School nurse Norma Newcombe will be a familiar face to many people of different generations in Wigan.
For she has spent the past 44 years working as a school nurse in the borough, supporting thousands of youngsters, and a total of 58 years in the nursing profession.
After all that time, she still remembers exactly why she decided to become a nurse.
Norma, who lives in Ashton, said: “I was a patient. There was a history of squints in our family and I was the only one with the problem. My squints just didn’t go. I was bullied an awful lot from the age of about six.
“It was an adult hospital with a little ward for the children. Obviously when you are a child and they are all adults, the nurses take you under their wing.
“I’m still in touch with one of the nurses who cared for me.”
Norma watched the nurses at work and even helped them to make sanitary towels.
“I loved every minute of it and kept saying that’s what I was going to do when I grew up and that’s what I did,” she said.
Norma missed a lot of school while she was in hospital, but she worked hard and says her mum was “amazed” when she got her qualifications. She left school at 14 and did a two-year pre-nursing course before going to college at 16.
She started nursing in August 1958 as a cadet at a hospital for babies in Liverpool, before working at a children’s hospital after she qualified.
Norma took a break from nursing when she became pregnant in 1965 to care for her two children.
But in 1973 she decided to return to work and was appointed as a school nurse based at Hindley Health Centre - the job she still holds today.
Norma was involved with the baby clinics there, which meant children already knew her when she later met them in school.
She said: “When those children got to school, they knew us and we knew them. “We were named nurses for certain schools and I knew all the children there because they had come into the clinic.”
She was allocated five schools at the time and visited to check the children’s weight, height, hearing and vision, as well as speak to them about any issues and refer them to a health visitor if needed.
Norma said: “I used to go into schools a lot. Pre-school children and the reception class had meetings with parents and school nurses went to those meetings, talked to parents and knew their children.
“I was in a unique position because everybody knew me.”
She was involved in health education, such as hand washing, checked the children’s hair for lice and even visited children and their families at home.
Norma is particularly proud of her involvement in bed wetting clinics.
“Bed wetting was a terrible stigma,” she said.
“I felt more passionately about it because I was a bed wetter as a child. My mum used to tell me I was dirty and lazy because people didn’t know then. I used to run the clinics and I would have extra empathy because I knew how they felt.”
She is also proud of her efforts to help children stop smoking.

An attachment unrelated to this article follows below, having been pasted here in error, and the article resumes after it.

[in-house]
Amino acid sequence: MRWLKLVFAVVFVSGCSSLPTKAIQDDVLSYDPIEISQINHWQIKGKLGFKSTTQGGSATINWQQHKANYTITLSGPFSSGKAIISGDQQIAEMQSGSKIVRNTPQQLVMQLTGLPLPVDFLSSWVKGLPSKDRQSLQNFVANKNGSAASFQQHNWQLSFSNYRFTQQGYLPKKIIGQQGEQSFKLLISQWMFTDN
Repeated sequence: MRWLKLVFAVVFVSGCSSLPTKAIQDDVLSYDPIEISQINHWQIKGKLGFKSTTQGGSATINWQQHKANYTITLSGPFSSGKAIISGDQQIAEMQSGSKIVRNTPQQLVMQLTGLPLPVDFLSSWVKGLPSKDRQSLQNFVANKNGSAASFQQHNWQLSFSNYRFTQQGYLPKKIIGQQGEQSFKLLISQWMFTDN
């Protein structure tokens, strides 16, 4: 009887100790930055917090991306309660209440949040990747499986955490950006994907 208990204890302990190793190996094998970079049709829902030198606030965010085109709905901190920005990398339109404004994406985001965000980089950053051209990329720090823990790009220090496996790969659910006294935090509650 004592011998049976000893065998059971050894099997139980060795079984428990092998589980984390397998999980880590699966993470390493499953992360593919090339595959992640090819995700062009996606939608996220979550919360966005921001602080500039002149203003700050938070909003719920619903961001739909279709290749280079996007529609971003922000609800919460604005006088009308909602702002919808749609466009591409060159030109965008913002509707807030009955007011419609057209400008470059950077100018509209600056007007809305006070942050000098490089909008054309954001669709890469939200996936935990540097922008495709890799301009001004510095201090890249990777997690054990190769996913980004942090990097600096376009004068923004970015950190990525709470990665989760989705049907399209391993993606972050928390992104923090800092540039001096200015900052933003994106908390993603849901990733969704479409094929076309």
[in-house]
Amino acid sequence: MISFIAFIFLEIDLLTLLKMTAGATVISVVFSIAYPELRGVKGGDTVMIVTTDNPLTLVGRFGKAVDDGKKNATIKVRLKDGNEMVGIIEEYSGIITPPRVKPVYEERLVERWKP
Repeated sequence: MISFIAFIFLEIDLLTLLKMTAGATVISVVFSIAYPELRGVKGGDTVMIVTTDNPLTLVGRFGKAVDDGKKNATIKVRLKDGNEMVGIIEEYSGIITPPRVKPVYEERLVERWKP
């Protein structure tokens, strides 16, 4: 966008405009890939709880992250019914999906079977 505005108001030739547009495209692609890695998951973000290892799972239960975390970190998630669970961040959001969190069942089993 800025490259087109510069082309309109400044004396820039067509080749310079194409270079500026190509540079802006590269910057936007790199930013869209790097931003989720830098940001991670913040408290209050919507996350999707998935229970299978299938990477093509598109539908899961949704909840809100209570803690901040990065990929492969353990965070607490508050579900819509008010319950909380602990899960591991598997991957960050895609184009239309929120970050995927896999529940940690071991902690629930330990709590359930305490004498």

She wrote to then Prime Minister Tony Blair in 1998 to tell him about the work she had done with children and also received an award from the primary care trust in 2007.
She has always enjoyed helping children and particularly likes supporting pupils at special schools.
Nowadays Norma is based at Platt Bridge Health Centre and does work in Ashton, Hindley and Platt Bridge.
A lot of her work now involves safeguarding, which can be when a family comes to the attention of social services and other professionals and needs help.
She does still visit schools, including to carry out immunisations and hold drop-in sessions.
But changes to the health system means she spends less time there and does not know all the children anymore.
Norma says many people do not even realise school nurses still exist - and she wants to change that.
She said: “School nurses are very important. One of the things that annoys me is that when I go into a school and they introduce me, they say they didn’t know there was a school nurse anymore.
“I make them quite aware - we are here, we are very important and we are on the end of a phone.”
Norma’s contribution as a nurse was recently recognised by Bridgewater Community Healthcare NHS Foundation Trust when she was given the
Chairman’s Award For Lifetime Achievement at the annual staff awards.
“I was humbled. I was proud because I felt my colleagues must have thought a lot of me to put me forward,” she said.
Grandmother-of-two Norma is now 75 years old and has dedicated nearly six decades of her life to nursing - but she has no plans to retire yet.
She laughed: “I was retiring at 65 and then I was retiring at 70 and every year since I have been retiring!”
Bridgewater Community Healthcare NHS Foundation Trust Chief Executive Colin Scales said: “Norma’s long-standing career in the nursing profession is truly inspirational.
“For the past 45 years she has shown tremendous commitment and dedication to working in the community as a school nurse helping thousands of children stay healthy.
“Norma has a wealth of experience and expertise that is greatly appreciated by Bridgewater, her colleagues and generations of families in Wigan borough.”